Cetacean Society International

Whales Alive!

Vol. VI No. 1 January 1997


The Makah Whaling Dance

by William Rossiter


The Whaling Dance of the Makah Nation is really many dances, and if you care about whales you should study it carefully. The core dance is fascinating and traditional, with ancient words and rituals about the honor and need to whale with skin boats and stone lances; a core symbol for some of the traditional cultural values in this ancient society, now jeopardized from decades of erosion and change.

Around this core the Makah Tribal Council is in their sham dance, for they just want to kill five gray whales the modern way, perhaps becoming commercial whalers, and for some, enjoying the international attention the issue has brought. With an insular, autocratic ignorance, and decades of experience at being suspicious of Outsiders, the Tribal Council doesn't seem to be aware of the effect they are having, on their Nation and Outside. Or they don't care.

The next ring is a terrible whirl of social ostracisms and threats within the community, with those few Makah who demand a return to whaling going to cowardly and churlish lengths to silence those who oppose the whaling. Saddest of all is the impact of this on some Makah Elders and the traditional, respectful system centered on their wisdom, as the more modern, aggressive, but younger Makah work to destroy a millennium of cultural experience in the name of power. One Elder has been threatened with being taken off the tribal rolls if she continues to speak out, taking away her health care and tribal privileges, yet her ancestor signed the treaty that empowers the Council. Many Makah may not even know what's going on, or they are afraid to speak out. Many have no concept of the issue beyond Neah Bay, and the very probable economic loss of tourism if even one whale is killed. Only a few may profit from whaling, but all the Makah will suffer for it. This is not a threat of some organized boycott; who would want to visit a place that, for profit, kills the same whales that are revered by millions as they migrate along the West coast?

Outside this ring the Outsiders are dancing, with those who can benefit from the Makah whaling providing funds and persuasion to the flattered and selectively unsuspicious Tribal Council. To Norway and Japan the dance is about the Makah getting a quota from the IWC under a redefined or new category of aboriginal whaling, greatly expanding the opportunity for the worldwide and wholesale slaughter of whales for profit. To the Clinton Administration the dance may be about concerns for many other Native American treaties, and potential legal and compensatory penalties; they certainly don't care about the whales or Native American traditions. That may account for the astonishing amount of taxpayers' money supporting Makah whaling, and may create another embarrassing performance at the IWC as the U.S. gives away to all sides, determined to do anything to get the Makah their whales.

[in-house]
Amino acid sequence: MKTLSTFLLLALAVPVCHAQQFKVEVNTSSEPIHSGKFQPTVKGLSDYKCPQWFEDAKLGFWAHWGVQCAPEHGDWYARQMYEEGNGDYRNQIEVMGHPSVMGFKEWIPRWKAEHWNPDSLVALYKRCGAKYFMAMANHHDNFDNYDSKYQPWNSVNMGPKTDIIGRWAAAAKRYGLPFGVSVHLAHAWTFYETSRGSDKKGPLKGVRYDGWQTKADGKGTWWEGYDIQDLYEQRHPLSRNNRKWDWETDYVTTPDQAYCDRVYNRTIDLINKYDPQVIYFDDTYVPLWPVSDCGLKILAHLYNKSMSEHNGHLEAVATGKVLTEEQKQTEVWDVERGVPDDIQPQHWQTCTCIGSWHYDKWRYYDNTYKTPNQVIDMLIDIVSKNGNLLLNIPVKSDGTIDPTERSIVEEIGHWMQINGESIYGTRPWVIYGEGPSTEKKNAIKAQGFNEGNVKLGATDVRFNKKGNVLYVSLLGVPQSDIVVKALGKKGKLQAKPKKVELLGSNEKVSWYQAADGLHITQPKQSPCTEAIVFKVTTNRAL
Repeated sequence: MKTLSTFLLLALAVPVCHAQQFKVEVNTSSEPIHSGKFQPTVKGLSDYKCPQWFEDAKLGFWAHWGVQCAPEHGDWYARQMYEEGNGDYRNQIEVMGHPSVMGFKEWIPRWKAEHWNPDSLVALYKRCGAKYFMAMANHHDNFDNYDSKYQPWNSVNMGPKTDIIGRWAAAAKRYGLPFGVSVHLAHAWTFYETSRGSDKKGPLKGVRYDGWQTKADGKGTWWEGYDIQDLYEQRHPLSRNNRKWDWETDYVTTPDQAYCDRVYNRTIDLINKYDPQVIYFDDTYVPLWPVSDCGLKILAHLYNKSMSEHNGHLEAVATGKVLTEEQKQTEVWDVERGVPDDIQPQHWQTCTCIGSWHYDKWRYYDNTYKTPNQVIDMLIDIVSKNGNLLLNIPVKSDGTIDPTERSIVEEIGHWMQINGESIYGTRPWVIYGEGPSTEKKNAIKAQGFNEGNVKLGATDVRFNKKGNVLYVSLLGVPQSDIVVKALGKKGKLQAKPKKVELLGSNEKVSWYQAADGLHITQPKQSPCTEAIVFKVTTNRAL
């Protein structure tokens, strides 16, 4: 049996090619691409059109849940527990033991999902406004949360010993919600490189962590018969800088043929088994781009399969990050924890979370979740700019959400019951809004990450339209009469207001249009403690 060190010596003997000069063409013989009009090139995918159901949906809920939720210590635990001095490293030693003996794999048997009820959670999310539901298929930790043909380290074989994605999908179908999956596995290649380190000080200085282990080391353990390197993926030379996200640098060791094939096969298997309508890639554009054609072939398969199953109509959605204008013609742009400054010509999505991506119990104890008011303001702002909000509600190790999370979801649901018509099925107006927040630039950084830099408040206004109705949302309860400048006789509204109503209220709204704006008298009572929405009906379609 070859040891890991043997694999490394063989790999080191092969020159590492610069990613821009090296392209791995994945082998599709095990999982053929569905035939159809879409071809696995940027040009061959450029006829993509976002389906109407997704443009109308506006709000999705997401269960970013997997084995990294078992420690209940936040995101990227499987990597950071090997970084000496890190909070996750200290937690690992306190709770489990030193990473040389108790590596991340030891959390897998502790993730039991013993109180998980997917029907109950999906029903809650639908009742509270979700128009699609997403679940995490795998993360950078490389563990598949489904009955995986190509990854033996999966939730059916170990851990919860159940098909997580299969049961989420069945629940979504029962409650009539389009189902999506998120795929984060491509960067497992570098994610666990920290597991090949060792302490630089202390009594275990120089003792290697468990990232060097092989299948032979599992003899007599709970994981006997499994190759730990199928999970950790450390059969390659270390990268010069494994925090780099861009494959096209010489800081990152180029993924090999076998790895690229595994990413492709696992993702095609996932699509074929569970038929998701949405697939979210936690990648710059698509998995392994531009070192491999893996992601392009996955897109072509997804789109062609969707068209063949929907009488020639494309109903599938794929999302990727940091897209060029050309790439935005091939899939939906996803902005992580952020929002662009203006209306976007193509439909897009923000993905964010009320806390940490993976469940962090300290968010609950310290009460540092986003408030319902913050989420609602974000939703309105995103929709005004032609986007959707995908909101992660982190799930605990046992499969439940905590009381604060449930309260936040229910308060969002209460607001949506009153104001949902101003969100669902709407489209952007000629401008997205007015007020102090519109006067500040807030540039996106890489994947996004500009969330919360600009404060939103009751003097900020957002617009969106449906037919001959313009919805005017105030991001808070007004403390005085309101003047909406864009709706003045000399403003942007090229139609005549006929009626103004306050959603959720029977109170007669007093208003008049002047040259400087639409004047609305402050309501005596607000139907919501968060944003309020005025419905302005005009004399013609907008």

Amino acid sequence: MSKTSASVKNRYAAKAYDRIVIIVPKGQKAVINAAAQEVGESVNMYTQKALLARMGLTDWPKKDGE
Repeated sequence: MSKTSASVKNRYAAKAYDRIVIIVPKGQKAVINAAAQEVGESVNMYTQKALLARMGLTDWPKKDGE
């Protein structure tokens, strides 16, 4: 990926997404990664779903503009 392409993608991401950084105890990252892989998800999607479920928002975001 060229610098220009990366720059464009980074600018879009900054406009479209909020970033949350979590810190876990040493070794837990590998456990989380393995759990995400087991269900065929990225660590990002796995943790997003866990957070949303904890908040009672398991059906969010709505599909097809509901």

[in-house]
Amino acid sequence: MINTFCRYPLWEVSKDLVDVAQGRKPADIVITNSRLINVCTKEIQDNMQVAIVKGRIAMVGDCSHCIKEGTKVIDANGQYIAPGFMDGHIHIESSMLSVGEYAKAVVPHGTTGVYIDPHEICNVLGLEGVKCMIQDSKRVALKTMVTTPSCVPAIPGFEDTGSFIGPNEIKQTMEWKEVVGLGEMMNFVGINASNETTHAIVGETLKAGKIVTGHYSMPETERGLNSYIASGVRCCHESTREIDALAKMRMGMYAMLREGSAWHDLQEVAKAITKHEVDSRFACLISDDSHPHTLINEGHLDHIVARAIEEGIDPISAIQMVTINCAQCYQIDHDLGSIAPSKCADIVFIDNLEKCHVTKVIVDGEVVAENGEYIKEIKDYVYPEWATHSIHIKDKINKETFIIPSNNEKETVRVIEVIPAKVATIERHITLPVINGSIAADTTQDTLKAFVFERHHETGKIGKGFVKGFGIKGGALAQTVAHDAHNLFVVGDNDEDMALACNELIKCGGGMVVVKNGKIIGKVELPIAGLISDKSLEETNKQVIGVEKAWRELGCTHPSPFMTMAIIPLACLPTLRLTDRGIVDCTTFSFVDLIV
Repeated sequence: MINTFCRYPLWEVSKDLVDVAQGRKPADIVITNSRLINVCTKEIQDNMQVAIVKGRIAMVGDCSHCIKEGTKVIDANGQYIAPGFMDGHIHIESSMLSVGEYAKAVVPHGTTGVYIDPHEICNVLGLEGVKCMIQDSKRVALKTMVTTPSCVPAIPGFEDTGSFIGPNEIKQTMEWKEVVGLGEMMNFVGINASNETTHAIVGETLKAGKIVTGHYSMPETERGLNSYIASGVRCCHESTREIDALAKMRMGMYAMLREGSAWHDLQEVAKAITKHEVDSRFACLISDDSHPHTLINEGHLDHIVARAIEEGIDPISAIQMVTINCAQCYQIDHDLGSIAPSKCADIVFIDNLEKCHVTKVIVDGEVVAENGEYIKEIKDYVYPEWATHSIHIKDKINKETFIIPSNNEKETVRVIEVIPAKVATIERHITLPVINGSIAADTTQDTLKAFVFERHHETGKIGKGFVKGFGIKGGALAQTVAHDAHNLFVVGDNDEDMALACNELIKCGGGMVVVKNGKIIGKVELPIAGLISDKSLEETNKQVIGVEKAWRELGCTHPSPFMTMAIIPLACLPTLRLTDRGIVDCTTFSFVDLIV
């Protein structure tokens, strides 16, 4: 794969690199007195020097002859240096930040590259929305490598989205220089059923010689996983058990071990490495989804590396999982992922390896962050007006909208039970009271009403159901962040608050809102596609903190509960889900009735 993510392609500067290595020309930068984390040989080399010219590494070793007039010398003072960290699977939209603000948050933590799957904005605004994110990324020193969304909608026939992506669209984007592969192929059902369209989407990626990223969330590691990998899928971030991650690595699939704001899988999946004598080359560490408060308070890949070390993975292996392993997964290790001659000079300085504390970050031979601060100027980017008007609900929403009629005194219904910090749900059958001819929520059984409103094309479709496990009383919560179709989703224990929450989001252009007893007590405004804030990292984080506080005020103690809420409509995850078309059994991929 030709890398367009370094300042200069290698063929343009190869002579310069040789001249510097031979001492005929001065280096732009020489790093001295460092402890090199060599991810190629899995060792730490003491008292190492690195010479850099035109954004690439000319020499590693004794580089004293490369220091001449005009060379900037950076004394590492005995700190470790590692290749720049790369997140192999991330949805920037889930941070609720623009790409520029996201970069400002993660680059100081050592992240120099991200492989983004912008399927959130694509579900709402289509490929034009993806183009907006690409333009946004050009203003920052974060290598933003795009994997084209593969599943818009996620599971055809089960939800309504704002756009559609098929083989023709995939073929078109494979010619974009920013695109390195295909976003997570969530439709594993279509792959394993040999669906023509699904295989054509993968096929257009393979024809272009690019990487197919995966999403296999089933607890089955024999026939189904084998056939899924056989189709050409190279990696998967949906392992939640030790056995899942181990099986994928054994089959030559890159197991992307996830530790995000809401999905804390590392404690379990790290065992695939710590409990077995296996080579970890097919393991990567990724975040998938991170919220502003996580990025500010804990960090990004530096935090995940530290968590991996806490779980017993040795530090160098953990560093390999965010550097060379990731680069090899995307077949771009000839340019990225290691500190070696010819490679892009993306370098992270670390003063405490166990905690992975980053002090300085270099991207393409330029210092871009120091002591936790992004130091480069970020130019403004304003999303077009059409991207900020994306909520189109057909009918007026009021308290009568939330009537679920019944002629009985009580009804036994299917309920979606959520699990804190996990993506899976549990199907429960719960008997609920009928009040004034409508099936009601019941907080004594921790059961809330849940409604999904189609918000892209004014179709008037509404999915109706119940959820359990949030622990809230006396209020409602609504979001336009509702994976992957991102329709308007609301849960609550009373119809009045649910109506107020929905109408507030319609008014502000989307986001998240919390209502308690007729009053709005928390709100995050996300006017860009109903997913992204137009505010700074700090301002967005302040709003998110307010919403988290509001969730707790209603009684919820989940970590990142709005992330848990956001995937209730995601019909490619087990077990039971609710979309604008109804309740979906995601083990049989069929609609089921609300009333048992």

The next ring is a giant swirl of the many nations, organizations and public who are opposed to the Makah whaling. We are all trying to reach the inner ring's core dance, for we all know that no whales need be killed to meet the Makah's needs. The Old Makah needed to whale to survive. Today's Makah do not. Even with an IWC quota they can regain all their whaling tradition and ritual, but just not kill any whales. Everyone but Japan and Norway would applaud that, and all the Makah would profit greatly. They need tribal pride, restored cultural values, and a greater independence from the impoverishing ways imposed on them from outside. They need a Tribal Council that will lead them to a secure future, not lock them in a continuing contest with nations and people all over the world. They deserve to restore and protect their culture, and display it proudly. To that end CSI is working with many other organizations in many ways. One is to promote whale watching and cultural tourism as a far better way to achieve some of what the Makah need. Another is a continuing effort to have the Tribal Council understand the implications of their actions within and beyond Neah Bay. Our goal is to simply stop Makah whaling before it starts. There is still time to prevent the dance from becoming a war.

If you want to become involved please express your views on this issue directly to: the Makah Tribal Council, Hubert Markishtum, Tribal Chairman, P.O. Box 115, Neah Bay, WA 98357, (360) 645-2201, and please tell us what you said.


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